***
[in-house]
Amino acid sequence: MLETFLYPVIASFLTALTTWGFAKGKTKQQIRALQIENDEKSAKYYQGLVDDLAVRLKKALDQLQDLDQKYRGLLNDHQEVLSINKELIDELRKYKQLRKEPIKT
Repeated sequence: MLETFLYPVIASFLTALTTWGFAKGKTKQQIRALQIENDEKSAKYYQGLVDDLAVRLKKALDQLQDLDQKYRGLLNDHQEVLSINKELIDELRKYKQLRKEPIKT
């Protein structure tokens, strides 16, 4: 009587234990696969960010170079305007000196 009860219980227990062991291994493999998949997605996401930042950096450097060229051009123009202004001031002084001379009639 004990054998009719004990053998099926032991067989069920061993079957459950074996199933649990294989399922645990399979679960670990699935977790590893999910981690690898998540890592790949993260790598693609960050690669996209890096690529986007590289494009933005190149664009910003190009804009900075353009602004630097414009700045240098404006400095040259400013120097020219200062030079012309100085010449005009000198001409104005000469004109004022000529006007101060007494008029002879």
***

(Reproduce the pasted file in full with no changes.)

[in-house]
Amino acid sequence: MLETFLYPVIASFLTALTTWGFAKGKTKQQIRALQIENDEKSAKYYQGLVDDLAVRLKKALDQLQDLDQKYRGLLNDHQEVLSINKELIDELRKYKQLRKEPIKT
Repeated sequence: MLETFLYPVIASFLTALTTWGFAKGKTKQQIRALQIENDEKSAKYYQGLVDDLAVRLKKALDQLQDLDQKYRGLLNDHQEVLSINKELIDELRKYKQLRKEPIKT
């Protein structure tokens, strides 16, 4: 009587234990696969960010170079305007000196 009860219980227990062991291994493999998949997605996401930042950096450097060229051009123009202004001031002084001379009639 004990054998009719004990053998099926032991067989069920061993079957459950074996199933649990294989399922645990399979679960670990699935977790590893999910981690690898998540890592790949993260790598693609960050690669996209890096690529986007590289494009933005190149664009910003190009804009900075353009602004630097414009700045240098404006400095040259400013120097020219200062030079012309100085010449005009000198001409104005000469004109004022000529006007101060007494008029002879």